How Security Pros Can Stay Ahead in the Ever-Changing Digital World

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How can we put our trust in inherently untrusted environments? This is the question that businesses repeatedly ask themselves, as they navigate a digital world that is increasingly connected, distributed and virtualized

The rise of cloud-based services and mobile computing has had an extraordinary impact on business efficiency, driving down operational costs and creating unprecedented growth opportunities. As we officially reach 1.5 billion apps on the market, we are clearly living in an ‘app store economy’, increasing the proportion of business logic executed on insecure devices. This has created a challenge for anyone developing code that will run in distributed locations, to ensure that the software they create has the ability and protection to run in an environment they have little control over.

In reaction to this increasing challenge, Facebook has announced that from October 2015 application developers will be required to move to a more secure type of hashing algorithm, SHA-2, in support of digital signatures for their apps. This change is a major development for application developers, so as they start introducing the SHA-2 algorithm, it is crucial they remember the importance of signing keys in their development process.

Why is Digital Signing so Important?

Signing key security is an essential part of code signing technology. Key signing proves the source of software, the identity of its publisher, and acts as evidence that it has not been tampered with since its publication.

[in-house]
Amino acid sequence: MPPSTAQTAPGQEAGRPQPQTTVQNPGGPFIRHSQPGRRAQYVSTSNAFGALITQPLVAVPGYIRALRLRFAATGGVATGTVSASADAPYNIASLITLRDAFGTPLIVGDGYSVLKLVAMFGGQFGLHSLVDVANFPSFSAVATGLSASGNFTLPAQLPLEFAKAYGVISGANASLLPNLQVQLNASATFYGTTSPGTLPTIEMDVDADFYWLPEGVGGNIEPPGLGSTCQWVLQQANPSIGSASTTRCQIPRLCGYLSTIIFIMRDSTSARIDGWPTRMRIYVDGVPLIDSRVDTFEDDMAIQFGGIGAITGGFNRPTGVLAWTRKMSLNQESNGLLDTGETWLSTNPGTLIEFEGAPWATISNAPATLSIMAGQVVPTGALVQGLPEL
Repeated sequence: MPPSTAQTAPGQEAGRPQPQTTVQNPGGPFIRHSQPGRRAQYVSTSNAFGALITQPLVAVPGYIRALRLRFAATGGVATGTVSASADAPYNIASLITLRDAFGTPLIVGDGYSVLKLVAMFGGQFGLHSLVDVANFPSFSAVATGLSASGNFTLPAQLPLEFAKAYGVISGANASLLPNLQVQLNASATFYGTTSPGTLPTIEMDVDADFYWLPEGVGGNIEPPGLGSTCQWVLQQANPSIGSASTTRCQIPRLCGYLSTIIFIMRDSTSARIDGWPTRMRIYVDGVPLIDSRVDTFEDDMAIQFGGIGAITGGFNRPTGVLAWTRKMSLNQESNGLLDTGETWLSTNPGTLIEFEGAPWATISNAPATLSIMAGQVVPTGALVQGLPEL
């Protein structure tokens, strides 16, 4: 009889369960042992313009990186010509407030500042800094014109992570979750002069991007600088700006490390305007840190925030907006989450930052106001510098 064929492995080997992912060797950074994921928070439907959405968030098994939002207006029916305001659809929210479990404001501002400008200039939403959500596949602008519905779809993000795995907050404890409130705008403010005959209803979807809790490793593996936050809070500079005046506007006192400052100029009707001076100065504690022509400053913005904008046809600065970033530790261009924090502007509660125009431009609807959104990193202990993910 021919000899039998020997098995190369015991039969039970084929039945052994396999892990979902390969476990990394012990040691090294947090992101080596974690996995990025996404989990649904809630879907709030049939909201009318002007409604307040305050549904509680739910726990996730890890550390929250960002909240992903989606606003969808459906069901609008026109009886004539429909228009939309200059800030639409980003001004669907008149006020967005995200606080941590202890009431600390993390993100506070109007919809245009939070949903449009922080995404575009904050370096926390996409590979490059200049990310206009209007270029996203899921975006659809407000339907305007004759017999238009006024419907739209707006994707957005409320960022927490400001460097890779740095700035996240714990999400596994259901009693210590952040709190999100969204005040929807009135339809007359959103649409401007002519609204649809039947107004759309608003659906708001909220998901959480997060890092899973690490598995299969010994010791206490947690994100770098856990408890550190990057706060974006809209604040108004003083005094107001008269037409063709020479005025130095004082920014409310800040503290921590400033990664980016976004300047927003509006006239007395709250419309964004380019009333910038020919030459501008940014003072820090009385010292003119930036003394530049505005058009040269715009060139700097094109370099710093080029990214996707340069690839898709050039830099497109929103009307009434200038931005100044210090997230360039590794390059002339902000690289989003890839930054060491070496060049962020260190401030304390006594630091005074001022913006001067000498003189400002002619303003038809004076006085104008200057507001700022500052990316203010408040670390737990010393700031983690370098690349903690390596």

A major difference between digital signatures and non-electronic versions is that digital signatures have the capability of going further as they invoke cryptographic techniques to increase security and transparency which is essential to establish trust and legal validity. However developers cannot just rely on code to be signed to ensure that it is secure.

The strong protection of the private signing key is an indispensable part of the code signing process. It could be impossible to publish any further upgrades if a code signing key is lost, creating business disruptions and user dissatisfaction. Attackers can take advantage of a weak or stolen algorithm and maliciously sign an upgrade that either steals sensitive data or has the potential of rendering many devices inoperable. Plus if a person who is not the authorized individual discovers a private key, they have the option of creating digital signatures that can seem valid when verified using the associated public key.

What has Changed in the Threat Landscape?

Rising levels of malware are making many business applications running on host servers increasingly vulnerable to advanced persistent threats (APTs). Security professionals must continue to consider the threats of malware alongside other threats such as hacking and insider attacks.

APTs are a significant issue for businesses.  If an attacker is able to change application code without it being noticed, the threats can progress into far bigger problems. Malware can impact many technologies we rely on daily such as traffic lights and smartphones. The extent that malware can impact our lives has created unprecedented pressure on security professionals to increase the security assurance level of their software.